Thursday, August 30, 2012

Why I Don't Engage in Political Banter...

Both sides of the political aisle to take sides during this hotly debated political season have prodded me to ante up, and I have refused. One of my ministry colleagues even implied that I was less than a Christian if I didn’t support their candidate. While I am in favor of rendering “unto Caesar what is Caesar’s,”  I want to be clear, I will not engage in public political arguments because my focus is on the Kingdom of God, and not another campaign. The reasons I won’t enter the political banter is because I believe people are more important that politics; relationships are more important than rhetoric; and God’s sovereignty trumps human selection.

I believe in people more that politics. I believe that God has a plan, path, and purpose for every human on earth. While I believe the political process in vitally important, and I never miss the opportunity to exercise my right to vote, you will never hear me lobby for a candidate, put a sign in my yard, or filibuster for or against somebody brave enough to run for office. The way I see it, my calling transcends my political preferences. Were I to make my choices known and attempt to leverage my spiritual influence for political expediency, I could well offend half of the people in this community that I am called to be in relationship with and to represent Christ to. My calling is to share Christ, not to campaign. Like the apostle Paul I seek to “know only Christ, and Him crucified.”

I also refuse to harm relationships with rhetoric. Already I have seen such condescending and severe personal comments about both political parties, their candidates, and their supporters that my heart hurts at the rift these comments cause in relationships. Dehumanizing, name-calling remarks abound. Nowhere is anyone talking about how both sides are comprised of people who were created in the image of God. Blistering rhetoric has replaced mutual respect. I refuse to allow political rhetoric to interfere with the importance of the relationships I have worked so hard to build in this community.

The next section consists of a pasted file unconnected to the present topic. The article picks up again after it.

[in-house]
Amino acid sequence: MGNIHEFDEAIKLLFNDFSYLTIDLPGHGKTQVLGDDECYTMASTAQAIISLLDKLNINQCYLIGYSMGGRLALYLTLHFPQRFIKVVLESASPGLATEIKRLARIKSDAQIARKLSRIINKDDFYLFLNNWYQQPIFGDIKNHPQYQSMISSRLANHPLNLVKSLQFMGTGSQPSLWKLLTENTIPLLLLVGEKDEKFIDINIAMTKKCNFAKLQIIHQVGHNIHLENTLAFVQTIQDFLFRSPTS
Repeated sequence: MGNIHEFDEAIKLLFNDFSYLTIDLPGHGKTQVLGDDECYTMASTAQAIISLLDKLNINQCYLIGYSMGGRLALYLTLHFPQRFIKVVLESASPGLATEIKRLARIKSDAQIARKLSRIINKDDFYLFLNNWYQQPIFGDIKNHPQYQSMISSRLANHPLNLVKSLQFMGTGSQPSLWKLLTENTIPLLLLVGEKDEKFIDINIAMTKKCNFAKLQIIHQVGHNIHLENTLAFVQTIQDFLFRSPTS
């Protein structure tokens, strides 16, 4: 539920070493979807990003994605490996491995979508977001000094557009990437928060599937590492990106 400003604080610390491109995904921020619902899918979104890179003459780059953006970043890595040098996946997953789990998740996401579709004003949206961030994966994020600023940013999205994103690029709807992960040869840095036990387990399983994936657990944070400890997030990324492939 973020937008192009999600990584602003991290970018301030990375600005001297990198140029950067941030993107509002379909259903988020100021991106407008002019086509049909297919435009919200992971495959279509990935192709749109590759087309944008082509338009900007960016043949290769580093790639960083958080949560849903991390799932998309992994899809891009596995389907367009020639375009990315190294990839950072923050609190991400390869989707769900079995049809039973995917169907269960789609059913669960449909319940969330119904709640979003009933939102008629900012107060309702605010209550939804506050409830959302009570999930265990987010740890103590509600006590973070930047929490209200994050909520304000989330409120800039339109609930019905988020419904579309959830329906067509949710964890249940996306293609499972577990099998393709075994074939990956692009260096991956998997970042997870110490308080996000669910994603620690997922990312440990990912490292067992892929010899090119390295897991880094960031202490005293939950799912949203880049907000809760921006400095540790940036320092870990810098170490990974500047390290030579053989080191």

Lastly, I believe at the end of the day, God is in control. Apostle Paul, again, writes that the “powers of this world” are “appointed by God.” Participation in the process is important. As a matter of fact, don’t bother to espouse your views if you aren’t willing to exercise your right to vote, but once the vote is cast, leave the results up to God, that is if you really believe that God is in control. I do.

So, while I will advocate for the poor in resources and the poor in spirit, I will not champion a candidate or wave your political flag. I will feed hungry children, support orphans here and around the world, volunteer to help people learn to read, provide assistance to help those who are in distress, and host classes to teach financial accountability, but I won’t make my political views known online or in my church. As a matter of fact, it has always been my goal that no one who listens to my teaching will be able to determine my political preferences. No matter what, I will strive to love you regardless of which side you are on, and I ask you to join me and strive to follow Jesus’ mandate to “love your neighbor, as yourself,” even if you don’t agree with them. I remain:

Consumed by the Call,

No comments: